- Amazon and CEO Jeff Bezos have been facing criticism for its pay disparity.
- The new minimum wage will benefit more than 250,000 Amazon employees — including part-time and temporary employees — and 100,000 seasonal employees.
- Amazon says the effect of the higher pay will be reflected in its forward-looking quarterly guidance.
The new minimum wage will benefit more than 250,000 Amazon employees — including part-time and temporary employees — as well as another 100,000 seasonal employees, the company said. Some employees who already make $15 per hour will also see a pay increase.
Amazon said the effect of the higher pay will be reflected in its forward-looking quarterly guidance. Shares of Amazon were trading marginally lower Tuesday morning.
The company and CEO Jeff Bezos have been facing criticism for its pay disparity. Sen. Bernie Sanders last month introduced legislation called the Bezos Act to tax corporations for every dollar that their low-wage workers receive in government health-care benefits or food stamps.
"Today I want to give credit where credit is due," Sanders said in response to the announcement. "What Mr. Bezos has done today is not only enormously important for Amazon's hundreds of thousands of employees, it could well be, and I think it will be, a shot heard around the world."
Amazon said it will also start advocating for an increase to the federal minimum wage.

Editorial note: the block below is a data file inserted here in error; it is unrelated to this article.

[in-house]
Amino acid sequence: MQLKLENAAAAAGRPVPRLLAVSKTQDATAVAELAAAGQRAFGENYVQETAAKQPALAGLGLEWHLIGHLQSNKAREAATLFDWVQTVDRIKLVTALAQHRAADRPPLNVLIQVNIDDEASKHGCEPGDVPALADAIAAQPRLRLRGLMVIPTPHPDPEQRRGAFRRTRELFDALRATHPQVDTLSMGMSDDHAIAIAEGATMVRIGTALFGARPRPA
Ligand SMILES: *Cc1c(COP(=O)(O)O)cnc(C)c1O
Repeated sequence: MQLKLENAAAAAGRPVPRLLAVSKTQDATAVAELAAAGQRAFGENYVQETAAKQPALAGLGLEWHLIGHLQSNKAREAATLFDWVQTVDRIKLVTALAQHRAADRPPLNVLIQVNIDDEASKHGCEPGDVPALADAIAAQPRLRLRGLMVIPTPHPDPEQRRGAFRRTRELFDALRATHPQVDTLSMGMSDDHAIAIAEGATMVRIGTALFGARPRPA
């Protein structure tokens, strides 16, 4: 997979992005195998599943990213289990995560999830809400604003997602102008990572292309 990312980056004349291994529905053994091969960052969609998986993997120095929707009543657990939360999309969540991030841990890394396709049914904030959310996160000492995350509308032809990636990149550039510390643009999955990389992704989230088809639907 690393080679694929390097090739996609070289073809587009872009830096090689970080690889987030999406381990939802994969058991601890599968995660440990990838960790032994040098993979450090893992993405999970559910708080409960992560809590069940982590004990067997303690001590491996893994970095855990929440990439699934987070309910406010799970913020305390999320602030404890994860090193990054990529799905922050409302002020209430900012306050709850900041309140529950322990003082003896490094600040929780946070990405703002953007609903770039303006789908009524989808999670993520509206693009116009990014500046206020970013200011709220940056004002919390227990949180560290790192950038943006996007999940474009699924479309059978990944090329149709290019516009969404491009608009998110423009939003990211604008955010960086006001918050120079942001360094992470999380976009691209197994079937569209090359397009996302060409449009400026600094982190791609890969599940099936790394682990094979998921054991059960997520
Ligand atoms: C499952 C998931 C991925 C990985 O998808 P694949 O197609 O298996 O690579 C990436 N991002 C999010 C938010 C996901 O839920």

Amazon's starting pay varies by location — $10 an hour at a warehouse in Austin, Texas, for example, and $13.50 an hour in Robbinsville, New Jersey. For 2017, the median Amazon employee earned just under $28,500, according to company filings. Bezos earned $1.7 million.
Amazon is also raising wages for British employees to a minimum of £10.50 ($13.61) for workers in London and £9.50 ($12.31) in the rest of the country.
"We listened to our critics, thought hard about what we wanted to do, and decided we want to lead," Bezos said in a statement. "We're excited about this change and encourage our competitors and other large employers to join us."
The announcement comes ahead of Amazon's annual holiday hiring push. Last year the e-commerce giant said it would hire 120,000 temporary employees for the holiday season.
In August, national wage growth posted its biggest increase of the economic recovery, according to the Bureau of Labor Statistics. Payroll gains beat expectations and the unemployment rate held near a generational low of 3.9 percent — making holiday hiring tougher for many retailers.
—CNBC's Tom Rotunno and Jeff Cox contributed to this report. The Associated Press also contributed.